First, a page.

SCOTUS decision on same-sex adoption could restart issue in Illinois
The Supreme Court decision in Fulton v. Philadelphia could spark the issue in Illinois.
In the decision last week, the court ruled for Catholic Social Services because Philadelphia’s rules did allow for an exemption, not necessarily that the city could end the contract over the agency’s anti-LGBTQ policies. Some of the justices did want the decision to be more broad, however.
Capitol News Illinois reported that the decision could restart a similar case from 10 years ago in Illinois. In 2011, the Illinois Department of Children and Family Services (DCFS) refused to renew a contract with Catholic Charities because of the same kind of anti-LGBTQ policy. They sued, but Illinois courts sided with DCFS.
“For us here in Illinois, had this decision been on the books when the state of Illinois did what it did back in 2011, the Catholic Charities would have been continuing in foster care,” Peter Breen, vice president and general counsel for the Chicago-based Thomas More Society, told the news website.
CNI reported that four of the justices, Amy Coney Barrett, Brett Kavanaugh, Neil Gorsuch and Clarence Thomas, signed on to concurring opinions saying they would have gone even further by agreeing to review, if not strike down, the standard of deferring to governments with these kinds of contracts.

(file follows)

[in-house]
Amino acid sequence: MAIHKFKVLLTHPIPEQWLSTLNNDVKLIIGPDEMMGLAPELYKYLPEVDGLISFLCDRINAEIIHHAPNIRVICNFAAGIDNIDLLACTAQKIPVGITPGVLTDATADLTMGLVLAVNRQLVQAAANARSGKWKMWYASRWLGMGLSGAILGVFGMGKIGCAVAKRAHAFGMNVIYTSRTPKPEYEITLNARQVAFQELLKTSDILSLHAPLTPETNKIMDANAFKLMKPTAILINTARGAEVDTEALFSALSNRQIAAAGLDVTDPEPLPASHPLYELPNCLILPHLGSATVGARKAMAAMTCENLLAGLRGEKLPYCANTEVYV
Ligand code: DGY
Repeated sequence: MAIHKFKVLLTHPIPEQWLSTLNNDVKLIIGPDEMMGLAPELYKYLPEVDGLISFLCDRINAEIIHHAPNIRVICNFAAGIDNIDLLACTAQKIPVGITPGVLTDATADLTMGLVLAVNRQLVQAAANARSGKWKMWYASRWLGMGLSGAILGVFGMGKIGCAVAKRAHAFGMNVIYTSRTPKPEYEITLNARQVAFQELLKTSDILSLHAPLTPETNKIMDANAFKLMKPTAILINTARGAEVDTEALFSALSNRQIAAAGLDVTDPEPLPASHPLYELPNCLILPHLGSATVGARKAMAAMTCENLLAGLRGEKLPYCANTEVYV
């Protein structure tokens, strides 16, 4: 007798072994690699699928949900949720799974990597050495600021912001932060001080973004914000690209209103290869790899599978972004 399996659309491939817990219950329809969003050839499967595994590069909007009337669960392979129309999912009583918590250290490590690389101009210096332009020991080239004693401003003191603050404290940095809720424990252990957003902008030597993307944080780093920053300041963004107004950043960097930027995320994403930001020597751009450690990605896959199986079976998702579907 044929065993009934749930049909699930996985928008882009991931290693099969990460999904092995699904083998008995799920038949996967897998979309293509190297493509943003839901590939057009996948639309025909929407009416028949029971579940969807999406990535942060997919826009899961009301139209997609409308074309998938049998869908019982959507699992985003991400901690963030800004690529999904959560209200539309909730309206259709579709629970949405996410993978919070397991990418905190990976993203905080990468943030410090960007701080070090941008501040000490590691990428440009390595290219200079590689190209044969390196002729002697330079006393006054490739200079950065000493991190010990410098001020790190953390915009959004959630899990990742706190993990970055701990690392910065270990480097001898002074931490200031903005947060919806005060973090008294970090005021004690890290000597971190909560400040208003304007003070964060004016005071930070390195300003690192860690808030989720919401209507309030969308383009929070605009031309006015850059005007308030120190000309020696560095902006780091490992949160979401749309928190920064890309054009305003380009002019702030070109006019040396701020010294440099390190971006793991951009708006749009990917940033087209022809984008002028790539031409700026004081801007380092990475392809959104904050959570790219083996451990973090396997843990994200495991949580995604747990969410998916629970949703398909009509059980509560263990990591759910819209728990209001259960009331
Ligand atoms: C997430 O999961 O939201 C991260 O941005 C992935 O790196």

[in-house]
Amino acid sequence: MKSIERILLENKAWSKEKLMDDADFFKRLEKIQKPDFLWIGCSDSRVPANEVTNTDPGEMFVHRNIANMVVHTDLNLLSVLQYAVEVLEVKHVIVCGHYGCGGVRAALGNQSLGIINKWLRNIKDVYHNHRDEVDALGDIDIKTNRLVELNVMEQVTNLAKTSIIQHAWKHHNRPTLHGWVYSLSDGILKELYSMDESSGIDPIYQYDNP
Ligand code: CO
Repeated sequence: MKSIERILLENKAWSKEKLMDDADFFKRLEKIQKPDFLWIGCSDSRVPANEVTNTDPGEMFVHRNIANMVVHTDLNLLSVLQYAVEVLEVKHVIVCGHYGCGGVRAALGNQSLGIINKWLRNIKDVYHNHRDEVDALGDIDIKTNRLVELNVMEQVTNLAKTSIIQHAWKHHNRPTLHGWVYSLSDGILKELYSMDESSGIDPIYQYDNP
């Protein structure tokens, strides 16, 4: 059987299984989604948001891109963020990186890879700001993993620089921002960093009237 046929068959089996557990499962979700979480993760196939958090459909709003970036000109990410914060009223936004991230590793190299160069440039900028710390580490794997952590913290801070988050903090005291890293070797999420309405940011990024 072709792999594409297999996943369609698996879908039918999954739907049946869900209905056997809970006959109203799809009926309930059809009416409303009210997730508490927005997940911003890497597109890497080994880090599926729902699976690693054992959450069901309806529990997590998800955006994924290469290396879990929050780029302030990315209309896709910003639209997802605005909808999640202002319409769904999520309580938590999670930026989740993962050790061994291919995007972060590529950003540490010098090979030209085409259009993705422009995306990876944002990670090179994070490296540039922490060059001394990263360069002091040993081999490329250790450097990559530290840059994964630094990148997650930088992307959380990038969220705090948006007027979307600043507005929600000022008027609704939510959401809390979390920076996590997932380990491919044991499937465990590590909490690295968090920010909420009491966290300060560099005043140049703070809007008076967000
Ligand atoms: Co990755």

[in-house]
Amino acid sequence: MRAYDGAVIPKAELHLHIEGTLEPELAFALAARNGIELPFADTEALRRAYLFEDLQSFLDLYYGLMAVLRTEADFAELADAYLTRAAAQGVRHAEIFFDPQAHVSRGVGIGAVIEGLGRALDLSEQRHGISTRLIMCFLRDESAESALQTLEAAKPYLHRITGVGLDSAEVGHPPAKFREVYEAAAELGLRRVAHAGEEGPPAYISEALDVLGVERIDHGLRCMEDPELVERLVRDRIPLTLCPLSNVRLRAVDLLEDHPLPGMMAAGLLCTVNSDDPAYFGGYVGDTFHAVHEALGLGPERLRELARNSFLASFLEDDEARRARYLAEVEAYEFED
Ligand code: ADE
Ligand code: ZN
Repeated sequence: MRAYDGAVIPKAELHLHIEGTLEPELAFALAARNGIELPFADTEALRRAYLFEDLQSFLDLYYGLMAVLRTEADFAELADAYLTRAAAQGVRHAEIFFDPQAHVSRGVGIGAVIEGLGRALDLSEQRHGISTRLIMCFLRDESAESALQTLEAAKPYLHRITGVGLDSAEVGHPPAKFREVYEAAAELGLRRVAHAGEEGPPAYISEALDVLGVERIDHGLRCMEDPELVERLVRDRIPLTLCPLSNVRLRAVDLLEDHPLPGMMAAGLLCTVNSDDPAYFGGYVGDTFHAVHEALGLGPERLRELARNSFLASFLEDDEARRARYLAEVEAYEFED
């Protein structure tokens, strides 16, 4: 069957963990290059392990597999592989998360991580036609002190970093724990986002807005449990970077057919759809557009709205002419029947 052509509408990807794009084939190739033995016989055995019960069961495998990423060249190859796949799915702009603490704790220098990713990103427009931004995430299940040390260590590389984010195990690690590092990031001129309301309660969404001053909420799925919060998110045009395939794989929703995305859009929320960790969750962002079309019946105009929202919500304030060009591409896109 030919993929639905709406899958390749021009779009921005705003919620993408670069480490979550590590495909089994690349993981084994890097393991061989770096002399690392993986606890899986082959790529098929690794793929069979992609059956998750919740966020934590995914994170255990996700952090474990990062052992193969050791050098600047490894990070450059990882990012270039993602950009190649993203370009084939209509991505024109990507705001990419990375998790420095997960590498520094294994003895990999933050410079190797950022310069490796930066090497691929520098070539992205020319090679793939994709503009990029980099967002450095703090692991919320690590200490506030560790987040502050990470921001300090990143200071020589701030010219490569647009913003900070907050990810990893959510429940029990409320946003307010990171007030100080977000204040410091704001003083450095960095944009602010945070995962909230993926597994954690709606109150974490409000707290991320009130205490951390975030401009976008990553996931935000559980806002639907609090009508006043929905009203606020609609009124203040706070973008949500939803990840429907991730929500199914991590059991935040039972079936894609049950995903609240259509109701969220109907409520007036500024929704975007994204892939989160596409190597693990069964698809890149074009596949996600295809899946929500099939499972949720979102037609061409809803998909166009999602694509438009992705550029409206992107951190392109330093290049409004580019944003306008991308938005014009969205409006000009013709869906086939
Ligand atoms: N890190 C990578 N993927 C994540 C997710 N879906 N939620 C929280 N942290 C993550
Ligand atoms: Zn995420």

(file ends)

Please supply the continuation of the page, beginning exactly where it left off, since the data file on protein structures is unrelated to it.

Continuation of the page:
Barrett, Kavanaugh and Gorsuch were all appointed by Donald Trump.
Ed Yohnka, director of communications and public policy for the ACLU of Illinois, told Capital News that the exemption policy makes the Philadelphia case markedly different from the 2011 case in Illinois.
“The way in which it differs is that DCFS required every agency who provided care and adoption and foster care services through contracts with the agency to comply with all of Illinois’ non-discrimination laws,” he said. “They didn’t pick and choose on the basis of what the objection was on the part of a particular service provider.”
He told CNI that he couldn’t predict if litigation on the issue could restart in Illinois. But it would also be a mistake to revisit the issue.
“I think what’s interesting, or what’s lost in this is that there was just that recent report by the auditor general, that found DCFS and its partner agencies were failing to serve LGBTQ kids across the state, really, to the point of just not having any kind of capacity to really even identify, provide services, provide spaces and homes for them to live in where they could be affirmed,” he said. “And I think the idea of going backward in terms of allowing for gay or lesbian couples to be discriminated against in foster care or adoption really feels like a gigantic mistake in the context of what we already know.”